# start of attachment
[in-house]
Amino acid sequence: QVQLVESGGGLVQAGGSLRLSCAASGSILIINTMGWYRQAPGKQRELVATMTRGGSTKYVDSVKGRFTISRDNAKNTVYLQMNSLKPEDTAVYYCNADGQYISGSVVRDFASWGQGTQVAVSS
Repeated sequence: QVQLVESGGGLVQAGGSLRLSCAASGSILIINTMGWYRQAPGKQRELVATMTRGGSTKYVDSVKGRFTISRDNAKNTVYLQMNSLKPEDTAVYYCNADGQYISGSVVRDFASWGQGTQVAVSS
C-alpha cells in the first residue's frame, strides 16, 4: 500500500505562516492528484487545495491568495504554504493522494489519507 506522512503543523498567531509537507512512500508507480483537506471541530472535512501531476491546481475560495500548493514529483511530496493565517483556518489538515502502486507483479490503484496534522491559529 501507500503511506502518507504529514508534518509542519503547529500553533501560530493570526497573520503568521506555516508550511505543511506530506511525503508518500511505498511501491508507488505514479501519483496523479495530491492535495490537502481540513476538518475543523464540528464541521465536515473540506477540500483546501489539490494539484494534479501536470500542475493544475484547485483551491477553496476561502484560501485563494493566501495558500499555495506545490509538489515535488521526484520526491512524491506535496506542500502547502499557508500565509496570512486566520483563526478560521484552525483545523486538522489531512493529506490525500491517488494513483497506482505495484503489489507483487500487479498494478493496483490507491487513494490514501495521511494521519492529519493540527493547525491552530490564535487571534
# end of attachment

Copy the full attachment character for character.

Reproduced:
[in-house]
Amino acid sequence: QVQLVESGGGLVQAGGSLRLSCAASGSILIINTMGWYRQAPGKQRELVATMTRGGSTKYVDSVKGRFTISRDNAKNTVYLQMNSLKPEDTAVYYCNADGQYISGSVVRDFASWGQGTQVAVSS
Repeated sequence: QVQLVESGGGLVQAGGSLRLSCAASGSILIINTMGWYRQAPGKQRELVATMTRGGSTKYVDSVKGRFTISRDNAKNTVYLQMNSLKPEDTAVYYCNADGQYISGSVVRDFASWGQGTQVAVSS
C-alpha cells in the first residue's frame, strides 16, 4: 500500500505562516492528484487545495491568495504554504493522494489519507 506522512503543523498567531509537507512512500508507480483537506471541530472535512501531476491546481475560495500548493514529483511530496493565517483556518489538515502502486507483479490503484496534522491559529 501507500503511506502518507504529514508534518509542519503547529500553533501560530493570526497573520503568521506555516508550511505543511506530506511525503508518500511505498511501491508507488505514479501519483496523479495530491492535495490537502481540513476538518475543523464540528464541521465536515473540506477540500483546501489539490494539484494534479501536470500542475493544475484547485483551491477553496476561502484560501485563494493566501495558500499555495506545490509538489515535488521526484520526491512524491506535496506542500502547502499557508500565509496570512486566520483563526478560521484552525483545523486538522489531512493529506490525500491517488494513483497506482505495484503489489507483487500487479498494478493496483490507491487513494490514501495521511494521519492529519493540527493547525491552530490564535487571534